Southern Appalachian Fly Fishing and the Eastern Band of Cherokee Indians

American Angler and Southern Appalachian Flies, including the Yellow Hammer.

American Angler and Southern Appalachian Flies, including the Yellow Hammer.

The other day, I had a few spare minutes between meetings on the Colville Indian Reservation and picked up the latest issue of American Angler (July/August 2015) to pass the time. In the “Headwaters section,” I came across an article by Beau Beasley, noting the grand opening of the Fly Fishing Museum of the Southern Appalachians. The museum is located in Cherokee, North Carolina. Cherokee is on the “Quallah Boundary”–the land trust of the sovereign Eastern Band of Cherokee Indians. The Quallah Boundary functions much like the reservations of other federally recognized Native American nations.

Having lived in North Carolina, I know there is fantastic fly fishing in the Southern Appalachians. And I appreciate the rich history associated with Southern Appalachian fly fishing, though it is far less known than the history of fishing in Central Pennsylvania, much further up the Appalachian range. Many anglers have tasted just a hint of the former, in the writings of Harry Middleton. Middleton is the author of On the Spine of Time and several other beautiful books about fishing the Smokey Mountains (and Ozarks). Even though I am from Montana and have finally relocated to the West, I honestly miss some of the southeastern fishing.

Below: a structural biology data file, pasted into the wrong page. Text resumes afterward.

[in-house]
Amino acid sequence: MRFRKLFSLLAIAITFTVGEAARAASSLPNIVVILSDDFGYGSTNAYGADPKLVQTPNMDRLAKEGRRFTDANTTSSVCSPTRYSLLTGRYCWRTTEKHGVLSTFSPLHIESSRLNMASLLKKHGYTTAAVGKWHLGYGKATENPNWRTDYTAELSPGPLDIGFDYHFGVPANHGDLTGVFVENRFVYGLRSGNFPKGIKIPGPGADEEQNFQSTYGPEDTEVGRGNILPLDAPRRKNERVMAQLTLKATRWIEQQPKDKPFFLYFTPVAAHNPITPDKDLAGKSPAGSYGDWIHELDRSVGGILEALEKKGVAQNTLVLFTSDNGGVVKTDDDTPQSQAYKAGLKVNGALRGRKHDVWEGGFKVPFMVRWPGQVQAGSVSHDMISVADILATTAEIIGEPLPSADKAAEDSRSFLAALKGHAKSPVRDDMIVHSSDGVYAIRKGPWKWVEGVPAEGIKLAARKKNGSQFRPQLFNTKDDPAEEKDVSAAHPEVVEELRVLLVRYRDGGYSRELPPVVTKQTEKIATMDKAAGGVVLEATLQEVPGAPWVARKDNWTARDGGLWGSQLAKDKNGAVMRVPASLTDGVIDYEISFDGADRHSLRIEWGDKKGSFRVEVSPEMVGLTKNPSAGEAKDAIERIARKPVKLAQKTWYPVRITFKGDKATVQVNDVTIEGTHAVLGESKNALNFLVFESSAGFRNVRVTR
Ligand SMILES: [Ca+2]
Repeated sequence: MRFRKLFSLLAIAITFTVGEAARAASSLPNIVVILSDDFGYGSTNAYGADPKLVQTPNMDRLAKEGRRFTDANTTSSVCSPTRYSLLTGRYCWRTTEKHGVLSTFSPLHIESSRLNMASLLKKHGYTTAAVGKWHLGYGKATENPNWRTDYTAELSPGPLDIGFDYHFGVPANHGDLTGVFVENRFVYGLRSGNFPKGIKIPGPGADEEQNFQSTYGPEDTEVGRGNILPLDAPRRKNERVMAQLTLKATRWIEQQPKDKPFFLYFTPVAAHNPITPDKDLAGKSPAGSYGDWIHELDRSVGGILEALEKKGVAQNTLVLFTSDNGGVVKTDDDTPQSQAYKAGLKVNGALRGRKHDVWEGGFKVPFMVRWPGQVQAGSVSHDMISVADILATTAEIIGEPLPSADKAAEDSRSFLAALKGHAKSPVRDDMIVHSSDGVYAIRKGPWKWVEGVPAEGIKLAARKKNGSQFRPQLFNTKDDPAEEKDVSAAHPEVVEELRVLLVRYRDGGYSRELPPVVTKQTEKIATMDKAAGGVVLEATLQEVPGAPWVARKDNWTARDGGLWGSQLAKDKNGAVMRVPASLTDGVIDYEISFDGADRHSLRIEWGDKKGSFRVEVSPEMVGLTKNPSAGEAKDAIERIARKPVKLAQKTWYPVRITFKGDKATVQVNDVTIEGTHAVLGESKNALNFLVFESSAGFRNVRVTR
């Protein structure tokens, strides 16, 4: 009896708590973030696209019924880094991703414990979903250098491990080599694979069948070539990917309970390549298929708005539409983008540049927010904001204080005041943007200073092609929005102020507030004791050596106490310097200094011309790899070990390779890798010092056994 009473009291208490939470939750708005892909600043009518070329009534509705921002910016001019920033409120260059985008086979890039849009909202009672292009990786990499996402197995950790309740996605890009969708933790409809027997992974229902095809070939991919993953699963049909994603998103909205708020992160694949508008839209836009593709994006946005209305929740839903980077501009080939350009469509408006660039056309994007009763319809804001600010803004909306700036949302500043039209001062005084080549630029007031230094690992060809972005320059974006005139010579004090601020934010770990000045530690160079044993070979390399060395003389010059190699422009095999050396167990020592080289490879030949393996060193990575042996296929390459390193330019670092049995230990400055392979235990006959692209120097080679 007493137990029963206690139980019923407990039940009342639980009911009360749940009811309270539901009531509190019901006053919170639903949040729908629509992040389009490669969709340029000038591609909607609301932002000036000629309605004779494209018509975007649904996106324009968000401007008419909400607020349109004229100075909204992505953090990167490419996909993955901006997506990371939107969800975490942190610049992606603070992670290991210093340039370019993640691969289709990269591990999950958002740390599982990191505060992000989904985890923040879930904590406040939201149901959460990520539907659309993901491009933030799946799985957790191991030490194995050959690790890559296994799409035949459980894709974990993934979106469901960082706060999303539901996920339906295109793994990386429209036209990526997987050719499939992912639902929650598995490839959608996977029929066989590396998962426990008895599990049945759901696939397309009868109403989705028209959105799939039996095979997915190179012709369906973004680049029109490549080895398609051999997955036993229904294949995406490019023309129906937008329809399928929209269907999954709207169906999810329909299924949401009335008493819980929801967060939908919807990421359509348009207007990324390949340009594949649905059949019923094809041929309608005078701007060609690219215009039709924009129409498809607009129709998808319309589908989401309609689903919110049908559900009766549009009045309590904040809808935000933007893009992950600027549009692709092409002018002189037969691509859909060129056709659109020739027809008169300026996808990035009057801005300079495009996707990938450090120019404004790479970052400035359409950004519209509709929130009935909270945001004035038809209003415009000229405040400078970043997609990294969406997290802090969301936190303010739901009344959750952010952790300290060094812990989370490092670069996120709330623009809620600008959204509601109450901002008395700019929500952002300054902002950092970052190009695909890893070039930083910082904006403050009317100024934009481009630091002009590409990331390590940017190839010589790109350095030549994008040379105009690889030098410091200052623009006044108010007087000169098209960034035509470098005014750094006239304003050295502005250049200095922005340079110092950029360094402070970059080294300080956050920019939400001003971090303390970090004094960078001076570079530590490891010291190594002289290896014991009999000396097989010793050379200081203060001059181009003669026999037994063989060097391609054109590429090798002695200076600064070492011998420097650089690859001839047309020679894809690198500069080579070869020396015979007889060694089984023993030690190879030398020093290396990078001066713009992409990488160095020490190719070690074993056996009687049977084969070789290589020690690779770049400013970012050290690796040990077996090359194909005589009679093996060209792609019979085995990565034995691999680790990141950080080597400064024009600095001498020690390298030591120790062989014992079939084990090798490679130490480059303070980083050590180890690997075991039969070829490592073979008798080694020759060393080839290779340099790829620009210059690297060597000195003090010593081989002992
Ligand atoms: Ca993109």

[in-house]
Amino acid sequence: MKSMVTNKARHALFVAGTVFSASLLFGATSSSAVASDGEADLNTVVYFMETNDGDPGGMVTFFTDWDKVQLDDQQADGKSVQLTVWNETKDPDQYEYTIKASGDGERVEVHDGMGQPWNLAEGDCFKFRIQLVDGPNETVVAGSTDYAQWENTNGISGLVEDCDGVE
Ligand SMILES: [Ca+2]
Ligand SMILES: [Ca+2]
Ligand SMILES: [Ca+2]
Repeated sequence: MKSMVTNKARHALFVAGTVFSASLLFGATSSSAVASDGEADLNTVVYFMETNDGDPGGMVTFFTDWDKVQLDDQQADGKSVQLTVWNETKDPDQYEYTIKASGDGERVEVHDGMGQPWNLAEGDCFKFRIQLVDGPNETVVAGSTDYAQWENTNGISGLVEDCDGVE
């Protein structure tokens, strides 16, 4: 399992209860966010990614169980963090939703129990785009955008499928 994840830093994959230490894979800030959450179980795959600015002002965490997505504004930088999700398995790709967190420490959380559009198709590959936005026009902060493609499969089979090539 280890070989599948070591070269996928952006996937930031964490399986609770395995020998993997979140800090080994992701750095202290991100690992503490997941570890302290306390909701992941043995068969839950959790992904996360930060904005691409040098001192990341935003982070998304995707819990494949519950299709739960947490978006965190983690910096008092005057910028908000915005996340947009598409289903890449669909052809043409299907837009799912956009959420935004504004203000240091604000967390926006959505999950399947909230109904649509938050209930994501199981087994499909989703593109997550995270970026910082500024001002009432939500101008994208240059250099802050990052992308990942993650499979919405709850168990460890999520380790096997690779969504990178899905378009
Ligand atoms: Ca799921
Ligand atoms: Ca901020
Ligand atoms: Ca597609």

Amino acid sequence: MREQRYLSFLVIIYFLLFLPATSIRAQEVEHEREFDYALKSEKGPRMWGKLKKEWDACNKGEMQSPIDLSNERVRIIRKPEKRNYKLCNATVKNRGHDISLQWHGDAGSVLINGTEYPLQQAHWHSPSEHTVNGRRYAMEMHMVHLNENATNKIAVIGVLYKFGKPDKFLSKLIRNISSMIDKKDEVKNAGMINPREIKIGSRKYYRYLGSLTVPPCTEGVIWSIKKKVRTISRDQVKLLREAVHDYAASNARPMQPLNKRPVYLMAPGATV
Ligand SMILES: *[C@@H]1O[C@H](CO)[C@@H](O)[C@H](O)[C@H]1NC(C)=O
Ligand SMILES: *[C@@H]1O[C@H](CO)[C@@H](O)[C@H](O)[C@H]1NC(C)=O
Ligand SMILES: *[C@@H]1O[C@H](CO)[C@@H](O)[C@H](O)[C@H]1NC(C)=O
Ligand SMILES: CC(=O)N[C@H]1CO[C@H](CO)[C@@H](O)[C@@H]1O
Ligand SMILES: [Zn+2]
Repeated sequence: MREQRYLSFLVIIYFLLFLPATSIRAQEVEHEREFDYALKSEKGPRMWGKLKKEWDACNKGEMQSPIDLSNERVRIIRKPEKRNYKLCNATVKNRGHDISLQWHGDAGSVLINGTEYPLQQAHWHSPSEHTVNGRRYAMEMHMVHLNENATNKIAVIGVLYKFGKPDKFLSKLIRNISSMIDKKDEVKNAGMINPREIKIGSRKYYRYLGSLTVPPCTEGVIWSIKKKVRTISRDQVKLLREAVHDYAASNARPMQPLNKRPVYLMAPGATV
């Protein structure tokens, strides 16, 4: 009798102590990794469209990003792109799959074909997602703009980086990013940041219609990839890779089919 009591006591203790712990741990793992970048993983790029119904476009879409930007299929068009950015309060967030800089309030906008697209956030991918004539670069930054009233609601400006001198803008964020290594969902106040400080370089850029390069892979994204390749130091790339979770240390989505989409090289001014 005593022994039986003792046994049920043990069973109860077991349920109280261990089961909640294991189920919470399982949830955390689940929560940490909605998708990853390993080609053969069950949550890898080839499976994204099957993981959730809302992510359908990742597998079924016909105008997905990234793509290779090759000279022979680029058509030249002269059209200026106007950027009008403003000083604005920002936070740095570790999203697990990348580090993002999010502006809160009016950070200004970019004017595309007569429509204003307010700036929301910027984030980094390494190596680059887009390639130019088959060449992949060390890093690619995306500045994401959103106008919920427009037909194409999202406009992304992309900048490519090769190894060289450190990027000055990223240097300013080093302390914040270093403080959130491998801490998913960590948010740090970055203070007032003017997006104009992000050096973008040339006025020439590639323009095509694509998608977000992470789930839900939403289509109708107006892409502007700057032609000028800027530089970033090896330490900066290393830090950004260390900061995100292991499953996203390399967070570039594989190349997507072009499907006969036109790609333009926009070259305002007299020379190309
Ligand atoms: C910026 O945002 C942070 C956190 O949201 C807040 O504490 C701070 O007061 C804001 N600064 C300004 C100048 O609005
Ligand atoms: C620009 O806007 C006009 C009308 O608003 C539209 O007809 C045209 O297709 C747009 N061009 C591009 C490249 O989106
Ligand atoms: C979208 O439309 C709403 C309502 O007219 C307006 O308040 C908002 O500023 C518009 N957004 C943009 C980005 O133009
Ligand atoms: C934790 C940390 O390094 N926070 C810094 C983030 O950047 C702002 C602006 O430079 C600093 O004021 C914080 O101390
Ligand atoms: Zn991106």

Cherokee is an appropriate place for the Fly Fishing Museum. The tribe maintains their own hatchery and heavily stocks many local waters. Of course, there are wild trout in the area as well, which are far more appealing to people like myself. Scholar Heidi Altman, in her book Eastern Cherokee Fishing (2006) notes that fly fishing “exerts a strong influence in the area” and that it may be difficult to distinguish between environmental knowledge passed down traditionally and that which derives distinctly from fly fishing (79).  Moreover, many Southern Appalachian fly fishers claim that the Yellow Hammer or Yaller Hammer fly was developed by Cherokee anglers. Historically, however, the Cherokee primarily used traps, weirs, and spears to harvest fish (it does seem, however, that some other Native American peoples developed fly fishing practices independently from those brought by Europeans).

I congratulate the town of Cherokee and the Eastern Band of Cherokee Indians for hosting this new museum, which is certainly a unique one in Indian Country. Congratulations to the founders of the museum, as well.

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A favorite Southern Appalachian spot.

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Speckled Trout (Brookie) or Unanvtsadv, in the Cherokee language.

Photo by Mike Sepelak.

Photo by Mike Sepelak.


2 Responses to “Southern Appalachian Fly Fishing and the Eastern Band of Cherokee Indians”

  1. rivertoprambles Says:

    Very interesting to learn of this. Just the other day I was reading of the Yellow Hammer pattern and its use in Tennessee. Thank you.

    Like

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